This chapter records a very sorry episode in Israel’s history.
It had been a long time since Israel had entered the Promised Land, and yet this portion of the tribe of Dan had not yet taken possession of their inheritance. The reason? Likely a lack of initiative and also being satisfied with the status quo. So they really just took for granted God’s promise of delivering to them their portion of the land that He had promised to Abraham, Isaac and Jacob. To me, that sounds like an insult to God.
But eventually, they found that they needed their own land because the Philistines were crowding them. So they began to look for a place, and they sent the five scouts out.
They found Micah’s house, with his hired Levite so-called priest and the idols and other paraphernalia that Micah had made.
And they found Laish. A city with unwise leaders who should have known better than to leave it unguarded and with no allies. They had to have known by this time that they were in an area that God had given to the people of Israel, and what kind of victories the other tribes had had when they came to possess their allotted cities. But they had become fat and lazy.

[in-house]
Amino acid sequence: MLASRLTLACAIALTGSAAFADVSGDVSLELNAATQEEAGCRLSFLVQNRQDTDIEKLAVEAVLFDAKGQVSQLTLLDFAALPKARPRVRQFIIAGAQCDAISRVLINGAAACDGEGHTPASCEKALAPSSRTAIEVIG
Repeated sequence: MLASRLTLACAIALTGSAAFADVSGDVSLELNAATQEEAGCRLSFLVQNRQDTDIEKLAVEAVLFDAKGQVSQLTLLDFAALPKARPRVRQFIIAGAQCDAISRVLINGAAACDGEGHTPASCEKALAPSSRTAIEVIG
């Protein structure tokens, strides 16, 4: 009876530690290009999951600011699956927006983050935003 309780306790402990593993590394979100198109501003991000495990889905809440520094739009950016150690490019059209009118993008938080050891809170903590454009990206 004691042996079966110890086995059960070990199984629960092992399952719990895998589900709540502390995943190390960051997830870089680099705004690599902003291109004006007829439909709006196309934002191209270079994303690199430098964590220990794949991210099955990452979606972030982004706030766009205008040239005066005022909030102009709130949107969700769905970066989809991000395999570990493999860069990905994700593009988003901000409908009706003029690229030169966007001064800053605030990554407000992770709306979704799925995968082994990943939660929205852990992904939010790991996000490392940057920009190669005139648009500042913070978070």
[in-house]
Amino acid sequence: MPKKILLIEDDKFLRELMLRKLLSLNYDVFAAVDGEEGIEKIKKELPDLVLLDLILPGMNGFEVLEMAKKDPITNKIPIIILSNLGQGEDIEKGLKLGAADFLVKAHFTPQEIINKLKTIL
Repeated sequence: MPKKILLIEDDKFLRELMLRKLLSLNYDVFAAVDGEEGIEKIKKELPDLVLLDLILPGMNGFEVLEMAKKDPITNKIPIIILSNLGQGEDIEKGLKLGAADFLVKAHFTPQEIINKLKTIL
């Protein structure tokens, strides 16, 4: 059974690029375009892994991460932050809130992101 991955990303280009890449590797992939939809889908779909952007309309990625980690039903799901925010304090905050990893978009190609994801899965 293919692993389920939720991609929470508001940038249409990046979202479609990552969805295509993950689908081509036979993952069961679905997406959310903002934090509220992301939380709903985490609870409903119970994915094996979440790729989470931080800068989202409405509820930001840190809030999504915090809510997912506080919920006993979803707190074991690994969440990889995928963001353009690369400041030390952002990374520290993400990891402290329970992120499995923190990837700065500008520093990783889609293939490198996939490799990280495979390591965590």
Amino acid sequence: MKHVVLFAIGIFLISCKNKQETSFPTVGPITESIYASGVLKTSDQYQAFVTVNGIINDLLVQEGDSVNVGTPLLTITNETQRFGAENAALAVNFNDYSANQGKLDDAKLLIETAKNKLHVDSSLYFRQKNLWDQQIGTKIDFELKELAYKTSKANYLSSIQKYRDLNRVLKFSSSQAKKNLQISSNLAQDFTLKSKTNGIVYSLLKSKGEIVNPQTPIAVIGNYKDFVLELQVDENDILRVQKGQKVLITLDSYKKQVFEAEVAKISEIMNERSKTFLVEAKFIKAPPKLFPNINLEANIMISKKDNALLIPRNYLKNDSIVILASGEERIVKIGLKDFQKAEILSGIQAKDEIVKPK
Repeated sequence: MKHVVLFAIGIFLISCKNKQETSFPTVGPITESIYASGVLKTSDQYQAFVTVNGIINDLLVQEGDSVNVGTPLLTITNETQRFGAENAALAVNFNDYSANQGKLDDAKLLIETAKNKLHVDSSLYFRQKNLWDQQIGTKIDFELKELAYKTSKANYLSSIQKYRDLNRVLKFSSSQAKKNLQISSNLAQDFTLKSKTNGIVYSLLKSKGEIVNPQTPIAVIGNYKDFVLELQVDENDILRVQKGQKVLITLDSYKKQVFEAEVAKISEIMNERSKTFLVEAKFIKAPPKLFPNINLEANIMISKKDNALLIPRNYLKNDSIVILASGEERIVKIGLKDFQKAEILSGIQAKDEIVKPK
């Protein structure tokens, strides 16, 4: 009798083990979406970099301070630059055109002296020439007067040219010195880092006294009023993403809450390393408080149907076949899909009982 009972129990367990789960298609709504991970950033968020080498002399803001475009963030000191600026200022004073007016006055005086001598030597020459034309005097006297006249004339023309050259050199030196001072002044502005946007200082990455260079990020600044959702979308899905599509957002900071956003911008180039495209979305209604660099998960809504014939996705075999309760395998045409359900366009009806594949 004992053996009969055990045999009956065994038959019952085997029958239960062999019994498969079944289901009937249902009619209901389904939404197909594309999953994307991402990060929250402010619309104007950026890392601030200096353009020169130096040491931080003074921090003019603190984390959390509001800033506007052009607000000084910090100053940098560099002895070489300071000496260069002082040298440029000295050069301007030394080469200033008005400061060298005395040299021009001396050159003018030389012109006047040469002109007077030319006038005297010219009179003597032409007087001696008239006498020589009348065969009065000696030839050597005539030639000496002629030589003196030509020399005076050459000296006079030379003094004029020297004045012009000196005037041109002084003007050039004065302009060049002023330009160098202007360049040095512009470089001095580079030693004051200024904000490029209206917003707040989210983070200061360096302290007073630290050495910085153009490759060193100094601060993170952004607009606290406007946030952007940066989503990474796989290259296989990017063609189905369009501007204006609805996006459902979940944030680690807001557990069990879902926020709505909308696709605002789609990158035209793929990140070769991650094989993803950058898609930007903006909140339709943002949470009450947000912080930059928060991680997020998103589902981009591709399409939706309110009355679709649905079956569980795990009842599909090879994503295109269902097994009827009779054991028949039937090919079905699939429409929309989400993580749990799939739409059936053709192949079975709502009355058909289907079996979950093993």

So the scouts reported the condition of Laish, and that there was a priest and idols at Micah’s house. The decision was made to take Laish, after stopping to steal both Micah’s idols and his personal priest. Now, understand what’s happening here. These Danites see no problem with having idols, which breaks the second commandment, and they don’t mind getting them by breaking the eighth commandment, “Do not steal”. Great way to start in their campaign to take a city, right?
But in spite of the sorry state of just about every aspect of this story, God honors the promise He had made so many years before, and Dan got their territory.
And the first thing they did was set up the idols, and this priest that had been cajoled and flattered into leaving Micah, is at last identified near the end of the chapter as the grandson of none other than Moses himself. Sad, sad, sad.
It gives one pause, doesn’t it? Seems to me that it is critically important to establish, as much as possible, a deep and abiding family tradition and identity of godliness. Of course, there is no guarantee, but let us not take lightly the responsibility to raise up our children and grandchildren to know that “As for me and my house, we will serve the Lord.”
What do you think?